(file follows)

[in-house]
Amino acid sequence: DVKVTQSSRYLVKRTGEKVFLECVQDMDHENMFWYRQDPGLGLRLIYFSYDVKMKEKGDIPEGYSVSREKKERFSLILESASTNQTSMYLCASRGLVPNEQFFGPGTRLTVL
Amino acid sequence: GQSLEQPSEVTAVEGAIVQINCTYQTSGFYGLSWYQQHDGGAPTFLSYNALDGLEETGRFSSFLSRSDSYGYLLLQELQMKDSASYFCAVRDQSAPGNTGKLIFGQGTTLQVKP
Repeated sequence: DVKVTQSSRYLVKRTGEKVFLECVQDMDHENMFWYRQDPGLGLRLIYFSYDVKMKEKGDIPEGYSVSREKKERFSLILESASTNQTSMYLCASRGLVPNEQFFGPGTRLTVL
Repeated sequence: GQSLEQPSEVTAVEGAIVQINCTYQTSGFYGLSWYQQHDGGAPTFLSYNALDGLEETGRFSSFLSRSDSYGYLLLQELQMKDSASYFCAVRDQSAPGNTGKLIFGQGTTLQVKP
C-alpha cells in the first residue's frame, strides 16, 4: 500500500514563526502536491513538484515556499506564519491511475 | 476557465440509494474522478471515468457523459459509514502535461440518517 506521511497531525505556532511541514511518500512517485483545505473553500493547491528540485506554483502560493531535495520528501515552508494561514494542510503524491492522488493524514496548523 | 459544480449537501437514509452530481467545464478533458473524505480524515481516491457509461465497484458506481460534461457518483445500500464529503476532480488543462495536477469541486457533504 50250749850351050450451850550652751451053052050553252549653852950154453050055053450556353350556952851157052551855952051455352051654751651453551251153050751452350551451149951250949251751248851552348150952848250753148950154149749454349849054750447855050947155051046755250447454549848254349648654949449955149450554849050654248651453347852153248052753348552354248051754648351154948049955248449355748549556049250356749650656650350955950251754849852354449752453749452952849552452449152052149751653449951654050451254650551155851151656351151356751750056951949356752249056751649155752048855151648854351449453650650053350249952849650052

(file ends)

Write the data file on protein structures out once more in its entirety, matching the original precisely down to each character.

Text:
[in-house]
Amino acid sequence: DVKVTQSSRYLVKRTGEKVFLECVQDMDHENMFWYRQDPGLGLRLIYFSYDVKMKEKGDIPEGYSVSREKKERFSLILESASTNQTSMYLCASRGLVPNEQFFGPGTRLTVL
Amino acid sequence: GQSLEQPSEVTAVEGAIVQINCTYQTSGFYGLSWYQQHDGGAPTFLSYNALDGLEETGRFSSFLSRSDSYGYLLLQELQMKDSASYFCAVRDQSAPGNTGKLIFGQGTTLQVKP
Repeated sequence: DVKVTQSSRYLVKRTGEKVFLECVQDMDHENMFWYRQDPGLGLRLIYFSYDVKMKEKGDIPEGYSVSREKKERFSLILESASTNQTSMYLCASRGLVPNEQFFGPGTRLTVL
Repeated sequence: GQSLEQPSEVTAVEGAIVQINCTYQTSGFYGLSWYQQHDGGAPTFLSYNALDGLEETGRFSSFLSRSDSYGYLLLQELQMKDSASYFCAVRDQSAPGNTGKLIFGQGTTLQVKP
C-alpha cells in the first residue's frame, strides 16, 4: 500500500514563526502536491513538484515556499506564519491511475 | 476557465440509494474522478471515468457523459459509514502535461440518517 506521511497531525505556532511541514511518500512517485483545505473553500493547491528540485506554483502560493531535495520528501515552508494561514494542510503524491492522488493524514496548523 | 459544480449537501437514509452530481467545464478533458473524505480524515481516491457509461465497484458506481460534461457518483445500500464529503476532480488543462495536477469541486457533504 50250749850351050450451850550652751451053052050553252549653852950154453050055053450556353350556952851157052551855952051455352051654751651453551251153050751452350551451149951250949251751248851552348150952848250753148950154149749454349849054750447855050947155051046755250447454549848254349648654949449955149450554849050654248651453347852153248052753348552354248051754648351154948049955248449355748549556049250356749650656650350955950251754849852354449752453749452952849552452449152052149751653449951654050451254650551155851151656351151356751750056951949356752249056751649155752048855151648854351449453650650053350249952849650052